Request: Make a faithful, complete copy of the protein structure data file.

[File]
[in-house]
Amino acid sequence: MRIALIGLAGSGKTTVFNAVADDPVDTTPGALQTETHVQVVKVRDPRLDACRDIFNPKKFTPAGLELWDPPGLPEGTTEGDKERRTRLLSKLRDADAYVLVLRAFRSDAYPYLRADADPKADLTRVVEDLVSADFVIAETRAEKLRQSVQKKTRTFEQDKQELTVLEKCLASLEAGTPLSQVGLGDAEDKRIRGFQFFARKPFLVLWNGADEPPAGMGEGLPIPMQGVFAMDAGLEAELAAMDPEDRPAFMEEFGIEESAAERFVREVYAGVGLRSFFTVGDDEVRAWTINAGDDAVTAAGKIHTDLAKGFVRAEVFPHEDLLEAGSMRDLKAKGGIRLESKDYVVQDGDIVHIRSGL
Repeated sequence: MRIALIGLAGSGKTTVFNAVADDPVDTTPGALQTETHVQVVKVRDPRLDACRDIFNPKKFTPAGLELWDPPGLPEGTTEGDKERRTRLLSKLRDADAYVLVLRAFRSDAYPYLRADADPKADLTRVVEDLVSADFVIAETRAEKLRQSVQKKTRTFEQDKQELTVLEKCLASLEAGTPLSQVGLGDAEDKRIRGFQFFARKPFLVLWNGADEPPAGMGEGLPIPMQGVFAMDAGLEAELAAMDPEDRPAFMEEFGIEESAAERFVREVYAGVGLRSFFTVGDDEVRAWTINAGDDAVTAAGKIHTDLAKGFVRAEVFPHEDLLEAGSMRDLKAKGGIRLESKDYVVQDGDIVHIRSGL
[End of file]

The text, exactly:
[in-house]
Amino acid sequence: MRIALIGLAGSGKTTVFNAVADDPVDTTPGALQTETHVQVVKVRDPRLDACRDIFNPKKFTPAGLELWDPPGLPEGTTEGDKERRTRLLSKLRDADAYVLVLRAFRSDAYPYLRADADPKADLTRVVEDLVSADFVIAETRAEKLRQSVQKKTRTFEQDKQELTVLEKCLASLEAGTPLSQVGLGDAEDKRIRGFQFFARKPFLVLWNGADEPPAGMGEGLPIPMQGVFAMDAGLEAELAAMDPEDRPAFMEEFGIEESAAERFVREVYAGVGLRSFFTVGDDEVRAWTINAGDDAVTAAGKIHTDLAKGFVRAEVFPHEDLLEAGSMRDLKAKGGIRLESKDYVVQDGDIVHIRSGL
Repeated sequence: MRIALIGLAGSGKTTVFNAVADDPVDTTPGALQTETHVQVVKVRDPRLDACRDIFNPKKFTPAGLELWDPPGLPEGTTEGDKERRTRLLSKLRDADAYVLVLRAFRSDAYPYLRADADPKADLTRVVEDLVSADFVIAETRAEKLRQSVQKKTRTFEQDKQELTVLEKCLASLEAGTPLSQVGLGDAEDKRIRGFQFFARKPFLVLWNGADEPPAGMGEGLPIPMQGVFAMDAGLEAELAAMDPEDRPAFMEEFGIEESAAERFVREVYAGVGLRSFFTVGDDEVRAWTINAGDDAVTAAGKIHTDLAKGFVRAEVFPHEDLLEAGSMRDLKAKGGIRLESKDYVVQDGDIVHIRSGL